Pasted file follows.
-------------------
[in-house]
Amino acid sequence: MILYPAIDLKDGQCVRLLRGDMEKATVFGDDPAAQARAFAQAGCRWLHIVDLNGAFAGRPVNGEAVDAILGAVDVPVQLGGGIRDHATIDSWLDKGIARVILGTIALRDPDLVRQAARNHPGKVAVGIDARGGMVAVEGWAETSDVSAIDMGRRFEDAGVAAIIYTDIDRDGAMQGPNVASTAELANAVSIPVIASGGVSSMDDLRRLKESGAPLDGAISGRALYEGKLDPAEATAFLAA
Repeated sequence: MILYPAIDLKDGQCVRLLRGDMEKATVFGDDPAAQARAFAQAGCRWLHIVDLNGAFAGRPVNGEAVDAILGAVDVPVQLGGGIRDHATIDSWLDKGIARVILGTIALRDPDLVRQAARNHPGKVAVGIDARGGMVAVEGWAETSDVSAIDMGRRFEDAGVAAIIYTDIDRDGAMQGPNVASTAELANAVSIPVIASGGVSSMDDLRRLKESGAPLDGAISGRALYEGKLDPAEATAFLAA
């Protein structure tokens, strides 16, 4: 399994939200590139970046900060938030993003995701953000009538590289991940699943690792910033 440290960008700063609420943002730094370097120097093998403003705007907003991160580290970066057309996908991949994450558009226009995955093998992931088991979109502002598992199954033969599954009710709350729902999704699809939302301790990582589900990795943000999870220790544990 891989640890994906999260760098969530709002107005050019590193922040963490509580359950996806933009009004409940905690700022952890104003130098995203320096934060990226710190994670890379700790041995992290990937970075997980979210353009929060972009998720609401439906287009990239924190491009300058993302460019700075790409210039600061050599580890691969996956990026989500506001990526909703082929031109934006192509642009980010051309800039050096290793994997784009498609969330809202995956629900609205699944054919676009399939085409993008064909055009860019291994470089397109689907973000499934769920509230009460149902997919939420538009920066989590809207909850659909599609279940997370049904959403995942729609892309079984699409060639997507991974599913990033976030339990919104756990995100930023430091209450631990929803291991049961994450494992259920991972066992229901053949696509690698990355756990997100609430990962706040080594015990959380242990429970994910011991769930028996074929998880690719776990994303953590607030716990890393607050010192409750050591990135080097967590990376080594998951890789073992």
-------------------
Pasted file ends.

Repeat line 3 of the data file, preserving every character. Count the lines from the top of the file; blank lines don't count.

Repeated sequence: MILYPAIDLKDGQCVRLLRGDMEKATVFGDDPAAQARAFAQAGCRWLHIVDLNGAFAGRPVNGEAVDAILGAVDVPVQLGGGIRDHATIDSWLDKGIARVILGTIALRDPDLVRQAARNHPGKVAVGIDARGGMVAVEGWAETSDVSAIDMGRRFEDAGVAAIIYTDIDRDGAMQGPNVASTAELANAVSIPVIASGGVSSMDDLRRLKESGAPLDGAISGRALYEGKLDPAEATAFLAA